You can tell easily how much a car costs just by looking at the price tag. But what is the cost of producing that car? Or, how much did it cost to design that specific car, so it can withstand competition for at least one product lifecycle, be reliable, meet safety and brand standards, customer demands, and perhaps even become a design icon at the end of its production cycle? You perhaps agree, that foreseeing the cost of design – and its Return Of Investment — is anything but easy. Design is an iterative process and you don’t know at the beginning of a new project how many design iterations you need to go through, justify, negotiate and test until you arrive at an acceptable solution, especially when it’s someone else you are designing for or with. In this article, we explore some of the pitfalls of cost estimations for digital product- and service design. We start with a summary of my learnings from working for almost 22 years in the digital, creative space, on more than 200 projects, in partnership with 25 creative agencies, and in-house design departments.

The design process is shown as a path with lots of windy corners, loops, and obstacles to overcome. Design is not linear.

You are being tasked to estimate the cost of something that does not yet exist, but need to know when it will unveil itself, where it will appear, how it is going to look and what it can do for, and will do to, the people who will eventually use…

I’ve been working with startups, medium-sized organizations, and fortune 500 companies on digital product and service strategies as a customer-focused experience designer for two decades. A client recently asked me to sum up what I learned throughout hundreds of engagements — both on agency and client-side. First, I felt I was put on the spot and struggled to pinpoint what made some companies succeed and others fail at strategy. Then it became crystal clear and amongst many of the insights and tips I could provide, I shared the most valuable one: Doing not ‘drawing’ leads to strategy. It’s almost never the other way around. That applies to business-, innovation-, product-, platform-, community-, API-, UX-, [Add-Anything-Here]-Strategy – as Quibi will testify. This article will tell you how winning companies are already testing in the marketplace, while their competitors are still completing PowerPoint presentations.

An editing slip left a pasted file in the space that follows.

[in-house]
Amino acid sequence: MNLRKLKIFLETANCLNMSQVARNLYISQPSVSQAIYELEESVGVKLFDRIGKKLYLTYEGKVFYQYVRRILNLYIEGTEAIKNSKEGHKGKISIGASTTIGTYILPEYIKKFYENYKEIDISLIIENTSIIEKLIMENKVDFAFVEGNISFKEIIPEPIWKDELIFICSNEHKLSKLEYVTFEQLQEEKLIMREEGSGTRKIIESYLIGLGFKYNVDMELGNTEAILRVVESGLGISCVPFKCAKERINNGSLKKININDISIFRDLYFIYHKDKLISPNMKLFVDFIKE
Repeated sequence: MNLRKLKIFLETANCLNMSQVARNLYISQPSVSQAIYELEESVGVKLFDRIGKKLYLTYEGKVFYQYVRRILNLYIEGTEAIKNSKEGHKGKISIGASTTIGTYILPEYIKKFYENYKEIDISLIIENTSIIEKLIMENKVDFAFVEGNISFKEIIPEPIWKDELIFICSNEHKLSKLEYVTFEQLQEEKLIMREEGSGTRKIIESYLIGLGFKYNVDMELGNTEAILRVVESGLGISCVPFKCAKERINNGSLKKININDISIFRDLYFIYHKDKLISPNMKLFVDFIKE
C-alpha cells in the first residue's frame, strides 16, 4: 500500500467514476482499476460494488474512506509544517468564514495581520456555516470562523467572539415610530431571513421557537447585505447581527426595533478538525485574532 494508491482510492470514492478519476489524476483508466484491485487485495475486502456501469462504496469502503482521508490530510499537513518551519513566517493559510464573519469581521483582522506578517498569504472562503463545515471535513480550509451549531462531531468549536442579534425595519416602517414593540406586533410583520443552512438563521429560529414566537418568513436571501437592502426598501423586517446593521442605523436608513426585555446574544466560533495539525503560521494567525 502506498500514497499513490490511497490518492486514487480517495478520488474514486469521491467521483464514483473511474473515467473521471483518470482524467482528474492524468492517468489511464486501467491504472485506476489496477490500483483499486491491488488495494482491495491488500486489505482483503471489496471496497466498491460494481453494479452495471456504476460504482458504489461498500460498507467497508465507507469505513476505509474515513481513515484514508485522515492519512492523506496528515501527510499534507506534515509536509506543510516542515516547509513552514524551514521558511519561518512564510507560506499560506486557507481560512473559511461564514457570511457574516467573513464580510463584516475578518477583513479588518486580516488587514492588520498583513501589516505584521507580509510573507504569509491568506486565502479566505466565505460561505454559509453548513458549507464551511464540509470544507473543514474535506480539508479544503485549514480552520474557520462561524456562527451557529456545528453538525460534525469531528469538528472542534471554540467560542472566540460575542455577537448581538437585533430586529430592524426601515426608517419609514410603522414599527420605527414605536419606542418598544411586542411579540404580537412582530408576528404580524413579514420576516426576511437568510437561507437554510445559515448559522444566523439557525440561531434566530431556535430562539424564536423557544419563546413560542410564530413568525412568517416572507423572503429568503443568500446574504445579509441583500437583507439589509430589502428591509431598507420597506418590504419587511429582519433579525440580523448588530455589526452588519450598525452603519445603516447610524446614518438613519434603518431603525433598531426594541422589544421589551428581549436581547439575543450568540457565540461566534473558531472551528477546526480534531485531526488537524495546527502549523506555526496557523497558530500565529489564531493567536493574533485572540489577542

How is it possible that so many companies that claim an absence of strategic leadership can not only survive, but be successful and respected businesses? (Mark Ridley)

What do the Wright Brothers, Alibaba, and League Inc. – a healthcare startup from Toronto – have in common? They all had a…

Customer insights not only reduce risks ($) but they fuel innovation ($$$). In today's consumer-focused, highly-demanding world, you cannot afford shipping digital products and services nobody wants or are hard to use. Users know – the alternative to your website or mobile app is just one click away. Successful software and online businesses like Google, Netflix, Spotify, Airbnb, Thomson Reuters, 3AM, Babylon Health and Atlassian (just to name a few) conduct customer research and user experiments on a regular basis, sometimes daily, to stay on top of people’s needs, attitudes and behavioural changes. Here are a few new and common ways to increase the user research capability of your organization – no matter if you are a large or a small company and whether your teams can dedicate not more than 1 hour to one week of their time.

Heuristic Evaluation: 2 to 4 hours

An expert review against a set of principles.

Heuristic evaluations are a great way to go after the more obvious usability and user experience issues that come with the first iteration of a new user interface or software. Such evaluations give the design and development team a chance to look at their work with some fresh eyes. You…